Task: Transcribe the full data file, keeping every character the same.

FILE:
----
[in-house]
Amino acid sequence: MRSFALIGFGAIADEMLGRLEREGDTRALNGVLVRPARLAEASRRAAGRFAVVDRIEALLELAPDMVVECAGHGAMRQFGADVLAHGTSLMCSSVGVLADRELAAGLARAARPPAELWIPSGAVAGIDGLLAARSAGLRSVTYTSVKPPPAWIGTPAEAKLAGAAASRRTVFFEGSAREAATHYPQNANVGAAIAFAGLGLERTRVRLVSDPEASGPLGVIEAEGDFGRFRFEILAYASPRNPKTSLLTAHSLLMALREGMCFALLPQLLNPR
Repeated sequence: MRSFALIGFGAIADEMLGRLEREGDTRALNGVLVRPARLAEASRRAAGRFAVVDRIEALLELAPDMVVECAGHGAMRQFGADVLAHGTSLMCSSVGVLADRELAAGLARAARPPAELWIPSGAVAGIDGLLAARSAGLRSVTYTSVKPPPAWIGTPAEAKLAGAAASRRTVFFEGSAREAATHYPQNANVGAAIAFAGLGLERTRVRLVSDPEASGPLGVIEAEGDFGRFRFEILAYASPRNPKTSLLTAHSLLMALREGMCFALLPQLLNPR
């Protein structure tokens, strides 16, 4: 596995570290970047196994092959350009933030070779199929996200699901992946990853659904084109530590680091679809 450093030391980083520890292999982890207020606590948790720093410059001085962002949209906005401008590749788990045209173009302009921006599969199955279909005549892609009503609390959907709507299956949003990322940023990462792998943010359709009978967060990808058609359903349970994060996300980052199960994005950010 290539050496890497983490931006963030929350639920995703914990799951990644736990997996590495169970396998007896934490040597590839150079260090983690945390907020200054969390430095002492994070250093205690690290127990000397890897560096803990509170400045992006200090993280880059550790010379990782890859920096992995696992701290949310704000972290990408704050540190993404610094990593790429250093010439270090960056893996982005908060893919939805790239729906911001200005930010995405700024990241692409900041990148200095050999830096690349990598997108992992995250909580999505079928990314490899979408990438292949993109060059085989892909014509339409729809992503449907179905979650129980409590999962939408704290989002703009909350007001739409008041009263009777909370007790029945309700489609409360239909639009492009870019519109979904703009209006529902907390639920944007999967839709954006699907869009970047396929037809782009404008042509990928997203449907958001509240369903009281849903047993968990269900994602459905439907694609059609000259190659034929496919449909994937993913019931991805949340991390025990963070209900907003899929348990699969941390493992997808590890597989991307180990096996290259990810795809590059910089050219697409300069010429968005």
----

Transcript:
[in-house]
Amino acid sequence: MRSFALIGFGAIADEMLGRLEREGDTRALNGVLVRPARLAEASRRAAGRFAVVDRIEALLELAPDMVVECAGHGAMRQFGADVLAHGTSLMCSSVGVLADRELAAGLARAARPPAELWIPSGAVAGIDGLLAARSAGLRSVTYTSVKPPPAWIGTPAEAKLAGAAASRRTVFFEGSAREAATHYPQNANVGAAIAFAGLGLERTRVRLVSDPEASGPLGVIEAEGDFGRFRFEILAYASPRNPKTSLLTAHSLLMALREGMCFALLPQLLNPR
Repeated sequence: MRSFALIGFGAIADEMLGRLEREGDTRALNGVLVRPARLAEASRRAAGRFAVVDRIEALLELAPDMVVECAGHGAMRQFGADVLAHGTSLMCSSVGVLADRELAAGLARAARPPAELWIPSGAVAGIDGLLAARSAGLRSVTYTSVKPPPAWIGTPAEAKLAGAAASRRTVFFEGSAREAATHYPQNANVGAAIAFAGLGLERTRVRLVSDPEASGPLGVIEAEGDFGRFRFEILAYASPRNPKTSLLTAHSLLMALREGMCFALLPQLLNPR
């Protein structure tokens, strides 16, 4: 596995570290970047196994092959350009933030070779199929996200699901992946990853659904084109530590680091679809 450093030391980083520890292999982890207020606590948790720093410059001085962002949209906005401008590749788990045209173009302009921006599969199955279909005549892609009503609390959907709507299956949003990322940023990462792998943010359709009978967060990808058609359903349970994060996300980052199960994005950010 290539050496890497983490931006963030929350639920995703914990799951990644736990997996590495169970396998007896934490040597590839150079260090983690945390907020200054969390430095002492994070250093205690690290127990000397890897560096803990509170400045992006200090993280880059550790010379990782890859920096992995696992701290949310704000972290990408704050540190993404610094990593790429250093010439270090960056893996982005908060893919939805790239729906911001200005930010995405700024990241692409900041990148200095050999830096690349990598997108992992995250909580999505079928990314490899979408990438292949993109060059085989892909014509339409729809992503449907179905979650129980409590999962939408704290989002703009909350007001739409008041009263009777909370007790029945309700489609409360239909639009492009870019519109979904703009209006529902907390639920944007999967839709954006699907869009970047396929037809782009404008042509990928997203449907958001509240369903009281849903047993968990269900994602459905439907694609059609000259190659034929496919449909994937993913019931991805949340991390025990963070209900907003899929348990699969941390493992997808590890597989991307180990096996290259990810795809590059910089050219697409300069010429968005």